Media freedom threatened in Georgia
#Georgia/n CSOs, Media, Opposition Appeal to ECHR on #Rustavi2 https://t.co/44rnIPJQbJ #Georgia #Tbilisi #Kvirikashvili @ECHR_Press— Civil.ge (@CivilGe) March 7, 2017
In what many are calling a blow for freedom of speech, Georgia's top court has decided to return ownership of one of the country's most popular television stations to a politically-connected businessman. In a highly controversial decision which led to accusations that the government was interfering with the independence of the media, on 2nd March 2017, the Supreme Court of Georgia delivered its verdict on the ownership rights to Rustavi2 - the highly popular opposition TV channel in Georgia. The Court's final decision was unanimous and granted Kibar Khalvashi, the previous owner of the station, 60 percent of the TV company's shares, while his company, Panorama Ltd, received 40 percent of the shares. Khalvashi has close ties to the Georgian Dream Party and to former Prime Minister, Bidzina Ivanivshili, a billionaire who has been implicated in the Panama Papers.
On 3rd March 2017, opposition political parties and representatives from 29 civil society organisations appealed to the European Court of Human Rights (ECHR) on the Rustavi2 case, requesting an interim measure to suspend the Supreme Court’s decision. Civil society expressed its concerns over the independence and impartiality of the Supreme Court judges as well as the political motivation for granting ownership to an individual close to a political party and Ivanivshili. The ECHR considered the petition and temporarily suspended the decision through 8th March 2017, when the Court then decided to prolong the suspension and begin hearings on the case, which could take more than a month.
The Supreme Court decision was made after the EU adopted a visa free regime for Georgia in recognition of the country's commitment to the European integration processes and the promotion of universal values, such as freedom of expression. In addition to Georgian civil society organisations, several embassies and international organisations, such as Human Rights Watch and Amnesty International, have also shared their concern over this case and warned Georgian authorities about the possible consequences for press freedom.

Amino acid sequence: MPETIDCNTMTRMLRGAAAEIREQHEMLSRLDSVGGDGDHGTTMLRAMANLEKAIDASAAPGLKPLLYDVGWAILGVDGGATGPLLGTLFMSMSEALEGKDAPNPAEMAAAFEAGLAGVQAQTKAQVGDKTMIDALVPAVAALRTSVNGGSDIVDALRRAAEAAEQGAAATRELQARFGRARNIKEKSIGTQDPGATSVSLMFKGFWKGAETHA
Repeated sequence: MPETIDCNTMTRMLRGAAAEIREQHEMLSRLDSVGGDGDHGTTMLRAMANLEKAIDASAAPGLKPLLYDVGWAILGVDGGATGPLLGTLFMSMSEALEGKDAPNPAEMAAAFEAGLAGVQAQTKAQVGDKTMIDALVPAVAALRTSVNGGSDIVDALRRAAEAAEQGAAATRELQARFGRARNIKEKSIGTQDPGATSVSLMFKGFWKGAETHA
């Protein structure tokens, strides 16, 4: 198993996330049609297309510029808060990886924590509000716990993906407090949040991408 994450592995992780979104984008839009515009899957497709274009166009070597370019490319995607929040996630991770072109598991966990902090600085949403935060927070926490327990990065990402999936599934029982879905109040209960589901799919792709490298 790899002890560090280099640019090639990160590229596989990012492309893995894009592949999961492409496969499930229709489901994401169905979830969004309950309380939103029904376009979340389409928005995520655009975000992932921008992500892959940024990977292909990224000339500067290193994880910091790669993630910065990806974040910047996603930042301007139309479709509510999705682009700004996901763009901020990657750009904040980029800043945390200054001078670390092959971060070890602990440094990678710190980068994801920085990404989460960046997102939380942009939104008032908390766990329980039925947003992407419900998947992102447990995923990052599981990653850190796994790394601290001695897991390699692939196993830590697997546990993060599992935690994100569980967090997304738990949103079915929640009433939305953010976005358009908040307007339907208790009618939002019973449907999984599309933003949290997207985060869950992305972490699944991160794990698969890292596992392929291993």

On 22nd January 2017, approximately 300 Georgians marched in the capital, Tbilisi, to raise awareness of women's rights and other civil rights issues. The demonstration coincided with women's marches taking place throughout the world following the inauguration of U.S. president, Donald Trump. The march took place without incident, and one of the organisers, Maggie Osdoby, described the gathering as such:
“We are an informal non-partisan grassroots gathering of people who believe in equality, diversity, inclusion and justice for everyone. We come together in order to support women’s rights everywhere and to stand against the politics of fear, division, and misogyny."
Following the above-mentioned Supreme Court's decision on Rustavi2 TV, thousands of people gathered in front of the Supreme Court to protest against the decision and show support for maintaining the independence and impartiality of the only opposition television station in the country. Several opposition political parties formed a coalition and joined the protests, while other opposition members said they will not accept the court's decision. Protests took place throughout the month of February, with large number of citizens gathering in support of maintaining the TV channel's independence from state and party control. There were no reports of disruptions or violence at the demonstrations.
Thousands #protest in #Georgia to back opposition TV station #freemedia #rustavi2 https://t.co/cdP2GqSjvz— Sophio Datishvili (@sofie_sopo) February 20, 2017
Civic Space Developments